# Hypercomplex manifold

In differential geometry, a hypercomplex manifold is a manifold with the tangent bundle equipped with an action by the algebra of quaternions in such a way that the quaternions ${\displaystyle I,J,K}$ define integrable almost complex structures.

If the almost complex structures are instead not assumed to be integrable, the manifold is called quaternionic, or almost hypercomplex.[1]

## Examples

Every hyperkähler manifold is also hypercomplex. The converse is not true. The Hopf surface

${\displaystyle {\bigg (}{\mathbb {H}}\backslash 0{\bigg )}/{\mathbb {Z}}}$

(with ${\displaystyle {\mathbb {Z}}}$ acting as a multiplication by a quaternion ${\displaystyle q}$, ${\displaystyle |q|>1}$) is hypercomplex, but not Kähler, hence not hyperkähler either. To see that the Hopf surface is not Kähler, notice that it is diffeomorphic to a product ${\displaystyle S^{1}\times S^{3},}$ hence its odd cohomology group is odd-dimensional. By Hodge decomposition, odd cohomology of a compact Kähler manifold are always even-dimensional. In fact H. Wakakuwa proved [2] that on a compact hyperkähler manifold ${\displaystyle \ b_{2p+1}\equiv 0\ mod\ 4}$. M. Verbitsky has shown that any compact hypercomplex manifold admitting a Kähler structure is also hyperkähler. [3]

In 1988, left-invariant hypercomplex structures on some compact Lie groups were constructed by the physicists Ph. Spindel, A. Sevrin, W. Troost, A. Van Proeyen. In 1992, D. Joyce rediscovered this construction, and gave a complete classification of left-invariant hypercomplex structures on compact Lie groups. Here is the complete list.

${\displaystyle T^{4},SU(2l+1),T^{1}\times SU(2l),T^{l}\times SO(2l+1),}$
${\displaystyle T^{2l}\times SO(4l),T^{l}\times Sp(l),T^{2}\times E_{6},}$
${\displaystyle T^{7}\times E^{7},T^{8}\times E^{8},T^{4}\times F_{4},T^{2}\times G_{2}}$

where ${\displaystyle T^{i}}$ denotes an ${\displaystyle i}$-dimensional compact torus.

It is remarkable that any compact Lie group becomes hypercomplex after it is multiplied by a sufficiently big torus.

## Basic properties

Hypercomplex manifolds as such were studied by Charles Boyer in 1988. He also proved that in real dimension 4, the only compact hypercomplex manifolds are the complex torus ${\displaystyle T^{4}}$, the Hopf surface and the K3 surface.

Much earlier (in 1955) M. Obata studied affine connection associated with almost hypercomplex structures (under the former terminology of Charles Ehresmann[4] of almost quaternionic structures). His construction leads to what Edmond Bonan called the Obata connection[5][6] which is torsion free, if and only if, "two" of the almost complex structures ${\displaystyle I,J,K}$ are integrable and in this case the manifold is hypercomplex.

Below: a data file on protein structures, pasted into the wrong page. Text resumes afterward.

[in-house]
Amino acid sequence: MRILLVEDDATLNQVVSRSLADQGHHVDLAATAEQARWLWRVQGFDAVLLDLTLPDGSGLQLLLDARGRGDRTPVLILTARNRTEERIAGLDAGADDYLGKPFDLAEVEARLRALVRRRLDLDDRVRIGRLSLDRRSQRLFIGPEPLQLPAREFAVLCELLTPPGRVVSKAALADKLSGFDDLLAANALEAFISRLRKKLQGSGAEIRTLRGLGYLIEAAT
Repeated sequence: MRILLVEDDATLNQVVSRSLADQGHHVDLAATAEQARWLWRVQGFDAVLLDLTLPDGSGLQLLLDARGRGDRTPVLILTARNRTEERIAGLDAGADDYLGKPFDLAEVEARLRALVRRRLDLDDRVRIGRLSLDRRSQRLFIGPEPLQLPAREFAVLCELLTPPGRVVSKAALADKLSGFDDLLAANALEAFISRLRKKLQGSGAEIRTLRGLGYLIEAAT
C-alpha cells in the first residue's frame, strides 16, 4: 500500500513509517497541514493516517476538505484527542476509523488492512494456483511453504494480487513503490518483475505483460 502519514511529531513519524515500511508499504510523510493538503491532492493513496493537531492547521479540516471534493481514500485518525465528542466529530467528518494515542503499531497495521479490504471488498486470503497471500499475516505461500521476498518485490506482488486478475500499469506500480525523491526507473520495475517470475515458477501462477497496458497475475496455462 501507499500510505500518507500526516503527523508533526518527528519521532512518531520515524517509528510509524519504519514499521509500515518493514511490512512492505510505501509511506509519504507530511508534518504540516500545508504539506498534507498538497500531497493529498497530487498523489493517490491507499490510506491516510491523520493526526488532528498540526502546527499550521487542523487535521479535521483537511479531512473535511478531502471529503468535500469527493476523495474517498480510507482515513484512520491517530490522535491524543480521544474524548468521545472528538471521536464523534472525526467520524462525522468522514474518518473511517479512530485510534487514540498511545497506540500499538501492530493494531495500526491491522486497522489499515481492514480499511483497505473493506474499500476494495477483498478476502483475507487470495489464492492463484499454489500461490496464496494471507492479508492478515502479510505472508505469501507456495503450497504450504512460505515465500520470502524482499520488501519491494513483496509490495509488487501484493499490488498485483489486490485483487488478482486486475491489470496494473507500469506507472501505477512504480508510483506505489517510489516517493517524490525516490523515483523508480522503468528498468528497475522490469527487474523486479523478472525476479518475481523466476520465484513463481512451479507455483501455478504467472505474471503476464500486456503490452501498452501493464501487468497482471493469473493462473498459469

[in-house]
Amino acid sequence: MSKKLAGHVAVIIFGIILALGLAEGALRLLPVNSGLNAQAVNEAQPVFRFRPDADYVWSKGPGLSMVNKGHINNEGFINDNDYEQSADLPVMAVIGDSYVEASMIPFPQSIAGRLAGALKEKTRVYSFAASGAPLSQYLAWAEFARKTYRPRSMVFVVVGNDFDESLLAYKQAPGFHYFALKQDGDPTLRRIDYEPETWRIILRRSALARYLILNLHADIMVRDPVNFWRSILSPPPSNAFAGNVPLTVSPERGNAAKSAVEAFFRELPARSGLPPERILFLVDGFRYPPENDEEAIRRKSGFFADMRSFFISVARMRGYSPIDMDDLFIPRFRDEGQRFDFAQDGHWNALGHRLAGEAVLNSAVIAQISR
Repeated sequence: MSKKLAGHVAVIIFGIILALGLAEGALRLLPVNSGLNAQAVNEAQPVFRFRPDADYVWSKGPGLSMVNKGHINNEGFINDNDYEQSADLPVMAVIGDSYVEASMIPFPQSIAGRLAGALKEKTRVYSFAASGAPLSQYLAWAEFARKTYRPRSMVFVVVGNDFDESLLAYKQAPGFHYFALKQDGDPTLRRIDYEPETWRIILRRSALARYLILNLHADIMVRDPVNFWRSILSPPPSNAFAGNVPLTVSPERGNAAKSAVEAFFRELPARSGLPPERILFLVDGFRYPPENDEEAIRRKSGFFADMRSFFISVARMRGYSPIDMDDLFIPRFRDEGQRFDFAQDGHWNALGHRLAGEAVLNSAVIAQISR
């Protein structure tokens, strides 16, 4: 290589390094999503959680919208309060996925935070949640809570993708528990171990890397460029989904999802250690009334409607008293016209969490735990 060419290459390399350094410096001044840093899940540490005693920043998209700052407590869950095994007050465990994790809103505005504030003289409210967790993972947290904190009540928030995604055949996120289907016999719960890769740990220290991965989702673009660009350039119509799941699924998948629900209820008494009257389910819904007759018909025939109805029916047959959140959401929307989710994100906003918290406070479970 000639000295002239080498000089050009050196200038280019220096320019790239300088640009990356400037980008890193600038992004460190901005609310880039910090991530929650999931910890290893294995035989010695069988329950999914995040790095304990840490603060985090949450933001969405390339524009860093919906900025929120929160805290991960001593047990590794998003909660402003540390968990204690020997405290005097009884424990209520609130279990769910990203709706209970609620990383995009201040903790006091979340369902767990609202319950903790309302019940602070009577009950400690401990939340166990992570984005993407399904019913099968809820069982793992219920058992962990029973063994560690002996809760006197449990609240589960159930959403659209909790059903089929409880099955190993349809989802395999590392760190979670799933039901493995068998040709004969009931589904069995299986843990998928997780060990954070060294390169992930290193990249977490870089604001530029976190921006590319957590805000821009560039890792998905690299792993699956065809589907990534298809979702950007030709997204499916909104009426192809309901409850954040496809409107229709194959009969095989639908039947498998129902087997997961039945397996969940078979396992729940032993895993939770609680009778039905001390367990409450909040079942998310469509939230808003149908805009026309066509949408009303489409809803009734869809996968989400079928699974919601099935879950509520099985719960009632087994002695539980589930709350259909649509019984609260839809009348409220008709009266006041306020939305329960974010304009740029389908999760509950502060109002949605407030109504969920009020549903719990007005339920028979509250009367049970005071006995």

## Twistor spaces

There is a 2-dimensional sphere of quaternions ${\displaystyle L\in {\mathbb {H}}}$ satisfying ${\displaystyle L^{2}=-1}$. Each of these quaternions gives a complex structure on a hypercomplex manifold M. This defines an almost complex structure on the manifold ${\displaystyle M\times S^{2}}$, which is fibered over ${\displaystyle {\mathbb {C}}P^{1}=S^{2}}$ with fibers identified with ${\displaystyle (M,L)}$. This complex structure is integrable, as follows from Obata theorem (it was first explicitly proved by Kaledin[7]). This complex manifold is called the twistor space of ${\displaystyle M}$. If M is ${\displaystyle {\mathbb {H}}}$, then its twistor space is isomorphic to ${\displaystyle {\mathbb {C}}P^{3}\backslash {\mathbb {C}}P^{1}}$.

## References

1. ^ Manev, Mancho; Sekigawa, Kouei (2008). "Some Four-Dimensional Almost Hypercomplex Pseudo-Hermitian Manifolds". In S. Dimiev and K. Sekigawa. Contemporary Aspects of Complex Analysis, Differential Geometry and Mathematical Physics. Contemporary Aspects of Complex Analysis, Differential Geometry and Mathematical Physics. 2005. Hackensack, NJ: World Sci. Publ. pp. 174–186. arXiv:. doi:10.1142/9789812701763_0016. ISBN 978-981-256-390-3.
2. ^ H. Wakakuwa, (1958), "On Riemannian manifolds with homogenious holonomy group Sp(n)", Tôhoku Mathematical Journal, 10 (3): 274–303, doi:10.2748/tmj/1178244665.
3. ^ Verbitsky, Misha (2005), "Hypercomplex structures on Kaehler manifolds", GAFA, 15 (6): 1275–1283, doi:10.1007/s00039-005-0537-4
4. ^ Ehresmann, Charles (1947), "Sur la théorie des espaces fibrés", Coll. Top. Alg., Paris.
5. ^ Bonan, Edmond (1964), "Tenseur de structure d'une variété presque quaternionienne", C. R. Acad. Sci. Paris, 259: 45–48
6. ^ Bonan, Edmond (1967), "Sur les G-structures de type quaternionien" (PDF), Cahiers de Topologie et Géométrie Différentielle Catégoriques, 9.4: 389–463.
7. ^ Kaledin, Dmitry (1996). "Integrability of the twistor space for a hypercomplex manifold". arXiv: [math.AG].
• Boyer, Charles P. (1988), "A note on hyper-Hermitian four-manifolds", Proc. Amer. Math. Soc., 102 (1): 157–164, doi:10.1090/s0002-9939-1988-0915736-8.
• Joyce, Dominic (1992), "Compact hypercomplex and quaternionic manifolds", J. Differential Geom., 35 (3): 743–761.
• Obata, M. (1955), "Affine connections on manifolds with almost complex, quaternionic or Hermitian structure", Jap. J. Math., 26: 43–79.
• Spindel, Ph.; Sevrin, A.; Troost, W.; Van Proeyen, A. (1988), "Extended supersymmetric ${\displaystyle \sigma }$-models on group manifolds", Nucl. Phys., B308: 662–698.